We don’t learn any more about Unknown Friend, and nothing more is learnt about the grief and loss that inspired the show. These details remain unexplained, echoing, perhaps, the fact that grief itself is so unexplained. In a way they don’t need to be explained, we can understand where this is coming from.

Two contrasting emotions are wrung out of Swim: there is a deeply romantic allure to the  wild swimming being described and portrayed, a hypnotic and irresistible pull on the senses; but that battles against the natural fear and aversion to the grief which is suggested as the motive for the outdoor excursions. There is a deep desire to plunge feet-first into one; but a fear of the drowning suffocation from the other.

The result is an experience that seems to make sense – though in an abstract way. Wild swimming looks great, but grief is bad. Wild swimming could do you great harm, but then so could the impact of grief. Maybe, if you’re already at a low, it might just make sense to literally take the plunge and slide all the way in, it might make climbing out a bit easier.





Performance aspect Comments Score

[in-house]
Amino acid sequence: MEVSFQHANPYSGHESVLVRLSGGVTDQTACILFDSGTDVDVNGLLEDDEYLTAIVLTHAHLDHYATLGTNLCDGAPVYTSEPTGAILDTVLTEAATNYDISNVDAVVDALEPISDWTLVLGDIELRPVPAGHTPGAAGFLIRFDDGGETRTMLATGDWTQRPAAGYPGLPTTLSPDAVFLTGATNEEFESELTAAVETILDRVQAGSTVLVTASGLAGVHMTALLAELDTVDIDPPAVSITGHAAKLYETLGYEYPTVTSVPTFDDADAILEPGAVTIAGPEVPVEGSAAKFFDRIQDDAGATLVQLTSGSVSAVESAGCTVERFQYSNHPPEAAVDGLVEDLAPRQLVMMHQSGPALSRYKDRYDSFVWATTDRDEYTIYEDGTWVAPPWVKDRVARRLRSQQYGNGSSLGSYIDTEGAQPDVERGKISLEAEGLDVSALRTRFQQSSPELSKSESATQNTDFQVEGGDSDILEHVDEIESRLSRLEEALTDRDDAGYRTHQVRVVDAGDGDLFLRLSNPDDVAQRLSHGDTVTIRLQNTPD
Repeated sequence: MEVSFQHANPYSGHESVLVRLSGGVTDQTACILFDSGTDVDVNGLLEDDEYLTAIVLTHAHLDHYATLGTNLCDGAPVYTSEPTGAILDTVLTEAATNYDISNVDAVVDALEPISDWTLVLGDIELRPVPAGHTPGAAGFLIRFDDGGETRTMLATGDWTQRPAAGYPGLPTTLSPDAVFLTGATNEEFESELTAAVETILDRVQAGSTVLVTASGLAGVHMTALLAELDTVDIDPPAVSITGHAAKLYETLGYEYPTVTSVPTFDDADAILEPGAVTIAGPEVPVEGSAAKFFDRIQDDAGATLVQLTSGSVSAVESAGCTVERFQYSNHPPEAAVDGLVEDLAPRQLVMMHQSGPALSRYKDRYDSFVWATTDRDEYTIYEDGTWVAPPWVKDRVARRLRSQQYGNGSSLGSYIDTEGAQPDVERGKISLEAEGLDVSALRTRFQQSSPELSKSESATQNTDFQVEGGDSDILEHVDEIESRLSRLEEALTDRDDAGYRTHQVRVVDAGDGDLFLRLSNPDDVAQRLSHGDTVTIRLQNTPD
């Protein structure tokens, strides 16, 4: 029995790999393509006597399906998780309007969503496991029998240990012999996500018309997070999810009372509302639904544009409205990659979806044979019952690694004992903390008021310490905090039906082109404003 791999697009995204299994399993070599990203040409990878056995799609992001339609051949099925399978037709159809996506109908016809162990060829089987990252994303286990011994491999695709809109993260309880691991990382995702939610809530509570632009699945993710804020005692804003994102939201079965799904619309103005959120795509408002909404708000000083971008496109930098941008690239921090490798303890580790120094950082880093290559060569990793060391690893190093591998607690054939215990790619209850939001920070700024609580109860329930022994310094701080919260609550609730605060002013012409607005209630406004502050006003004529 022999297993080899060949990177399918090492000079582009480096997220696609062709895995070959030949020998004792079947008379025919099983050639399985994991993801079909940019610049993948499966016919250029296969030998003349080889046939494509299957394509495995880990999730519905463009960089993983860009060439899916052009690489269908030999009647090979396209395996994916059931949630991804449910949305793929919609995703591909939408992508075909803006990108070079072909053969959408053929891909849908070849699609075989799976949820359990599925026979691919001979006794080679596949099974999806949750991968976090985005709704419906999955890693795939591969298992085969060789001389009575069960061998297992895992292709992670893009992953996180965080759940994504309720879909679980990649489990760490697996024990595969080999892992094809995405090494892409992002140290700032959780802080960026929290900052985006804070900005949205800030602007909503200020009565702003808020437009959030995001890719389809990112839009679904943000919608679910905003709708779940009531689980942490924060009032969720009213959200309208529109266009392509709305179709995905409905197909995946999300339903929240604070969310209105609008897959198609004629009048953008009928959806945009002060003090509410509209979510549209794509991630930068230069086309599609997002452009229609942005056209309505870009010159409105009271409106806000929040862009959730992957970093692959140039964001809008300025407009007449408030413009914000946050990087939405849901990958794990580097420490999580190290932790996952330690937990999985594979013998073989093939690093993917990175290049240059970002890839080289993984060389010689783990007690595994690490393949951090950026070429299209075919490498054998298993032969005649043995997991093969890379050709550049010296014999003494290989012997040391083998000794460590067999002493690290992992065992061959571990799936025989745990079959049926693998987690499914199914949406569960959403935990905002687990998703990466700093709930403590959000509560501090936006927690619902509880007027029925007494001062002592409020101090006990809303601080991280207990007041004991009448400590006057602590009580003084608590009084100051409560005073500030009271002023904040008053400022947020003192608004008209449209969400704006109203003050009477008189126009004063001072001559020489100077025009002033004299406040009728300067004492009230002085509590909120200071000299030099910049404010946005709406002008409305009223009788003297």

Visual pleasure Full of mood-inducing video clips that played out on a giant cloth hung from the back wall. Wonderfully atmospheric sequences showing lakeside scenes and the swimmers themselves taking to the cold water. All brought to life by the cast’s physical movements on stage. 4
Auditory pleasure Beautiful ambience created by Carmel Smickersgill’s innovative composition. A mixture of live mixing of loops and the occasional burst of guitar-led singing, the whole ambience was just so relaxed and inspiring. Perfect music for swimming to really. 5
Architecture & Theme A great idea for a show, and so cleverly put together, though the switches between the “swim” theme and the “grief” theme felt a little harsh at times, changing the mood too abruptly, and perhaps too often. 4
Artistic delivery Three, strong leading performances backed up brilliantly by a musical accompaniment. Josie Dale-Jones and Sam Ward seemed to be happy in their roles as swimming guinea pigs to Liz Richardson’s lead protagonism, the on-stage narratives and on-screen evidence never quite seemed to emphatically demonstrate Josie and Sam’s true feelings on Liz’s passion, which added a nice layer of intrigue to the whole thing. 4
Overall impact A very personal and intimate foray into the driving factors behind someone else’s passion. A hobby that most people would probably shy away from gets put across as an irresistibly alluring prospect that has to be tried and experienced. 4
Final Score: 4.2


Scoring Scheme

0 Detrimental – This aspect of the performance was so bad that it made the overall experience worse
1 Weak – This aspect of the performance was poor
2 Adequate – This aspect of the performance was perfectly acceptable, though nothing special
3 Good – This aspect of the performance was above average, it pleased in some way
4 Excellent – This aspect of the performance was much better than normal, it was impressive
5 Awe-inspiring – This aspect of the performance was exceptional, new boundaries were pushed.